Music 163
Costello's Own bagpipers join the 77th U. S. Army Band's Rock Band in tearing down the house at Eisenhower Elementary School Feb. 23. The bagpipe-pop performance was part of Music in the Schools, a program where Army musicians visit different schools.

FORT SILL, Okla. -- Shrieking with joy, students at Eisenhower Elementary School just couldn't stand still. Moved by the sounds from the stage they expressed themselves to the 77th U. S. Army Band's rock tunes Feb. 23 for the Music in the Schools program.

This was one of many concerts the 77th Army Band's rock and Latin bands performed during February. Traveling to more than 30 schools in the area, including Duncan and Cache schools, they brought lively musical education front and center to elementary students.

"The kids were digging it from start to finish. Even though we told them to sit down they kept getting up. Any time that happens that's a win-win," said Sgt. Michael Blue, trombonist and Rock Band vocalist.

Fifth graders Keelan Haygood, Mikel Carpitcher and Kristen Farmer exploded with comments about the concert. From 'I loved it,' to 'it was awesome' the three agreed it was a great performance and something they enjoyed.

Haygood said he had seen Junior ROTC students before, but this was the only combination of Soldiers and music he had experienced.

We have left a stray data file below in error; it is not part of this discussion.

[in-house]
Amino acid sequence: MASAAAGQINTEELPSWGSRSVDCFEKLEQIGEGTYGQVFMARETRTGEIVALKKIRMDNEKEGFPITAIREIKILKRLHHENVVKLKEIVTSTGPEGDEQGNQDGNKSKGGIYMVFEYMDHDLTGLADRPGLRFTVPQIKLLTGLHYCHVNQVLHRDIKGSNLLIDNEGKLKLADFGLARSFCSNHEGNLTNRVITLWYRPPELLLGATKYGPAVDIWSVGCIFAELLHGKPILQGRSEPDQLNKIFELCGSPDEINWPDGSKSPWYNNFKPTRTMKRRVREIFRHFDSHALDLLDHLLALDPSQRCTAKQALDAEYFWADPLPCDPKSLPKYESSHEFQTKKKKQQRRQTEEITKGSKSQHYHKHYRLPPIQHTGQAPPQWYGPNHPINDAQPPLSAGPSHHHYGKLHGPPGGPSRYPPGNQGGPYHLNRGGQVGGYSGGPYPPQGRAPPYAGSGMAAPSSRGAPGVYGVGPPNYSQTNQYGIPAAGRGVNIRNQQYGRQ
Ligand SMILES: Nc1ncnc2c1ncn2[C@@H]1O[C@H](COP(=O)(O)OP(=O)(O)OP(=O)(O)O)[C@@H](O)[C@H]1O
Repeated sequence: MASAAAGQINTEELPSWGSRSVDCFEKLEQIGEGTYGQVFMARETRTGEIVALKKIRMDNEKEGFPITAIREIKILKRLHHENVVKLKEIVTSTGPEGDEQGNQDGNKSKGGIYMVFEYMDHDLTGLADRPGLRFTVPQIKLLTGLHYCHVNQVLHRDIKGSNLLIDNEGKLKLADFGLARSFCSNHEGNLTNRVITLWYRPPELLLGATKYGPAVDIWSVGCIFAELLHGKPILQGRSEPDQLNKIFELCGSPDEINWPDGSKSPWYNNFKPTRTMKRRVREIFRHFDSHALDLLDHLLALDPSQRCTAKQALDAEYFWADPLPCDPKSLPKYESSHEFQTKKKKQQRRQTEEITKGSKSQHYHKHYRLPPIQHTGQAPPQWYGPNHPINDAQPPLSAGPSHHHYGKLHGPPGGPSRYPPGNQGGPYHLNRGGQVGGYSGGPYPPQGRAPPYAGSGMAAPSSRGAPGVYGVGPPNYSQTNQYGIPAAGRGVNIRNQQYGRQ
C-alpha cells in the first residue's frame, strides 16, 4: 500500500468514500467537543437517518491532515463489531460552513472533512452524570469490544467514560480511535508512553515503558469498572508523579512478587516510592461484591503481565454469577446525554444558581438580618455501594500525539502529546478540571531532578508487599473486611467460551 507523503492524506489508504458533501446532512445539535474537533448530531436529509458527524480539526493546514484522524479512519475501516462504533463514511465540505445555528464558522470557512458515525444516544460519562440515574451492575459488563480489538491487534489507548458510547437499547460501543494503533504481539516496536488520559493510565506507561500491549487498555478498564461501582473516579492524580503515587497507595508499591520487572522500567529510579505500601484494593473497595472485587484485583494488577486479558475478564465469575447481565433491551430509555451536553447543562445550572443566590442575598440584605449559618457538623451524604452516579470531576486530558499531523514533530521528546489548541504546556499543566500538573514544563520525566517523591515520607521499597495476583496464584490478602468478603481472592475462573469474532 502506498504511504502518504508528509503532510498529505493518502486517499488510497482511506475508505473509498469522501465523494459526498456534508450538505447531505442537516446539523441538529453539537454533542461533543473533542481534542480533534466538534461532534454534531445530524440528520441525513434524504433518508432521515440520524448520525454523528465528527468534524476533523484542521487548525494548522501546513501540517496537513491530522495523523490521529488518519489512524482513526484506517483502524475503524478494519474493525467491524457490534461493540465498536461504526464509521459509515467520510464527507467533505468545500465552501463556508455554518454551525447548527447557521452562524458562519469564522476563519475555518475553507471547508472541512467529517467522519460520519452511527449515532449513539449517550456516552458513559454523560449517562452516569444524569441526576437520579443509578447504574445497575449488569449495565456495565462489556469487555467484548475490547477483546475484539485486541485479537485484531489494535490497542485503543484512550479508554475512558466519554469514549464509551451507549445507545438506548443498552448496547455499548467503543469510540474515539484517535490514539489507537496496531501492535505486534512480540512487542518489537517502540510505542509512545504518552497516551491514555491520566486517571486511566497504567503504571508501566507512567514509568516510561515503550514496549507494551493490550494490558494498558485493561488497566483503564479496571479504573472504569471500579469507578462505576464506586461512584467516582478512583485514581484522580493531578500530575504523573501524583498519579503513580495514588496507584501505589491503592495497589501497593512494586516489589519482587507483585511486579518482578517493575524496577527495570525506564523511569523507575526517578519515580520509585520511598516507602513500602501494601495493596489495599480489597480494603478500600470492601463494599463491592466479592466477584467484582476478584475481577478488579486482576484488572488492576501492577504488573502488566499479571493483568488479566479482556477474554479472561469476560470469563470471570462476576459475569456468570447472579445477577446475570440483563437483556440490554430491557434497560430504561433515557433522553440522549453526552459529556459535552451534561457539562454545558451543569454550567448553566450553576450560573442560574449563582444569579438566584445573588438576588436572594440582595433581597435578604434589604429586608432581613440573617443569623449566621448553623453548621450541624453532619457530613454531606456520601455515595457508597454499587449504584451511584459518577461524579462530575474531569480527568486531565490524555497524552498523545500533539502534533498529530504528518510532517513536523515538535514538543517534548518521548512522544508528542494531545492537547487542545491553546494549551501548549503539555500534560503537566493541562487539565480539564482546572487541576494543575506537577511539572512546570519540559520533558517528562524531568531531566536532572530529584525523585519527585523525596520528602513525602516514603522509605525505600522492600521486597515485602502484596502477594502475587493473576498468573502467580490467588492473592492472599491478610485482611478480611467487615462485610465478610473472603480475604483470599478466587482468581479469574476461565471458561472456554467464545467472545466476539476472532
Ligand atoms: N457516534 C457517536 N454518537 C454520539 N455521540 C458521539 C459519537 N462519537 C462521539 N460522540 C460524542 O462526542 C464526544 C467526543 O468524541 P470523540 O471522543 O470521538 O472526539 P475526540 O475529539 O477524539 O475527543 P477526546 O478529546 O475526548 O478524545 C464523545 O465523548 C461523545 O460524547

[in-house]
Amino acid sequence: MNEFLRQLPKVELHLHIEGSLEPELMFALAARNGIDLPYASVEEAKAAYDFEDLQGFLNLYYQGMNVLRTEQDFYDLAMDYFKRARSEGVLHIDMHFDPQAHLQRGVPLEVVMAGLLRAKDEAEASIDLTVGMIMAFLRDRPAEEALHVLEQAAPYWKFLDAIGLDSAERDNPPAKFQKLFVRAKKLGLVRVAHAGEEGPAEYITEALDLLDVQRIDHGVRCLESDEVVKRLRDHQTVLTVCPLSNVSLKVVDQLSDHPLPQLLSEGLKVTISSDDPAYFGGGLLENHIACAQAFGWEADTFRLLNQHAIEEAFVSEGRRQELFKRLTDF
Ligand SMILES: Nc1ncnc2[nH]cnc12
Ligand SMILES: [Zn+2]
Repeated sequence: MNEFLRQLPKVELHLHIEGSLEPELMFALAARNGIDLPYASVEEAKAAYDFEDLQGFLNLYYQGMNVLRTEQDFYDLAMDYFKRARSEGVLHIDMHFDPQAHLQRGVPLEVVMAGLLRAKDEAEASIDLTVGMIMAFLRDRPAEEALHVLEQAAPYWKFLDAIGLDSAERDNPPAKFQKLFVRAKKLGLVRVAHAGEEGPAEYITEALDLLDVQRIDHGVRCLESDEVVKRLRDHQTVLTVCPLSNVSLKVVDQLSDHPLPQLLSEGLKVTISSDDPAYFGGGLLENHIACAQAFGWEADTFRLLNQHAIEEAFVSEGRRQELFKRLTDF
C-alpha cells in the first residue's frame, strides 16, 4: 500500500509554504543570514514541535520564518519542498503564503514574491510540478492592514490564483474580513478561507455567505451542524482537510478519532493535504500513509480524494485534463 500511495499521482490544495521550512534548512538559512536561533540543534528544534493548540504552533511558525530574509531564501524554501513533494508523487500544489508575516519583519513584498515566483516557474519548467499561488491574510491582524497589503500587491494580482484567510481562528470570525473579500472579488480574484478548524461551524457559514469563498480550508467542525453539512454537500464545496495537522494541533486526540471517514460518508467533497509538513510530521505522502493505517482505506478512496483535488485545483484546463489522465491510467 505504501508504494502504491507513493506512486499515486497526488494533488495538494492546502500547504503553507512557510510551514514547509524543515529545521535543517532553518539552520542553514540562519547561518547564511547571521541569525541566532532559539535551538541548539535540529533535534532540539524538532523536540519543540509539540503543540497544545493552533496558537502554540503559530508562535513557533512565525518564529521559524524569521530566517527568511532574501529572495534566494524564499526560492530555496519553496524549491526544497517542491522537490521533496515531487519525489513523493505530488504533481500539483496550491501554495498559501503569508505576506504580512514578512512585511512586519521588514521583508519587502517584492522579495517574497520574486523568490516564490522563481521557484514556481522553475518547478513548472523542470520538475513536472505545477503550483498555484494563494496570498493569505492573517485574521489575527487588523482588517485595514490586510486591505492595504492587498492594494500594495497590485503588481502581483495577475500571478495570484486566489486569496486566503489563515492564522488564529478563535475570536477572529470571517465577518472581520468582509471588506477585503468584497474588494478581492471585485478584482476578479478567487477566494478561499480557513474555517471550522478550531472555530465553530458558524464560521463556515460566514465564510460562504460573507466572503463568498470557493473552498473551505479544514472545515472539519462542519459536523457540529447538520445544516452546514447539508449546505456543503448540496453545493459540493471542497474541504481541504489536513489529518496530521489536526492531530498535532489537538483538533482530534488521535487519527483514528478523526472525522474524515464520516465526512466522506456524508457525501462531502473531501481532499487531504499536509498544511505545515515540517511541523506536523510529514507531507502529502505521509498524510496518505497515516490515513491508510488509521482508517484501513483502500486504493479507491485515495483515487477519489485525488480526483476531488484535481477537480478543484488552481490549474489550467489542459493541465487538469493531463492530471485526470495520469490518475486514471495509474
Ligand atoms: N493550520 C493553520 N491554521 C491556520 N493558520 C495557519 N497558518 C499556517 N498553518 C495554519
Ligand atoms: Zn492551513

"It's a positive experience for the students to get music in their lives and see what different kinds of music there are - it's not just sitting down and learning how to play the same three notes over and over. It's not the recorder. They can go a long way with it and it can be a lot of fun," said Chief Warrant Officer 2 Michael Franz.

This is the third year of the Music in the Schools program. It started as a national designation similar to Secretary's Day and the band sent out a brass quintet and a Dixieland ensemble to six or seven schools.

The response was positive so it grew the next year with both the Latin and rock band garnering an even bigger response.

The show kicked off with Blue belting out Montell Jordan's "This is How We Do It," and yes, the lyrics were altered to make it appropriate for young ears.

"The key to putting on a good show is, believe it or not, it's not so much the music as it is the energy you give," said Blue.

The band gave energy and the crowd had energy to spare as they continued to play "Lazy Day," "Party Rock Anthem" and "Cupid Shuffle."
The students didn't slow a bit and went into a frenzy at the unexpected mix from Costello's Own, a group of bagpipers at Fort Sill, who combined the classic Scottish sound with the rock band's beat.

"I think Music in the Schools does a few things. It breaks the monotony of school for them, they get a chance to kind of cut loose a little bit in a controlled environment and have some fun, and it's something they don't always get to see. They don't always have musicians come in and play for them like that and especially military musicians," said Sgt. Robert Lawson, trombonist and Rock Band vocalist.

Normally, the Army musicians would only play during February, but they have extended their concerts until the end of March and even some in May.

"I hope to keep it going. It's an opportune time of year to get out in the Lawton community especially and show them what the military is about," said Franz. "We're part of the community, live within the community, contribute to the community and a lot of times as close as Lawton and Fort Sill are I believe people in Lawton don't work with or understand the military in a lot of ways, so it's a positive experience for everyone."

Page last updated Thu March 1st, 2012 at 11:52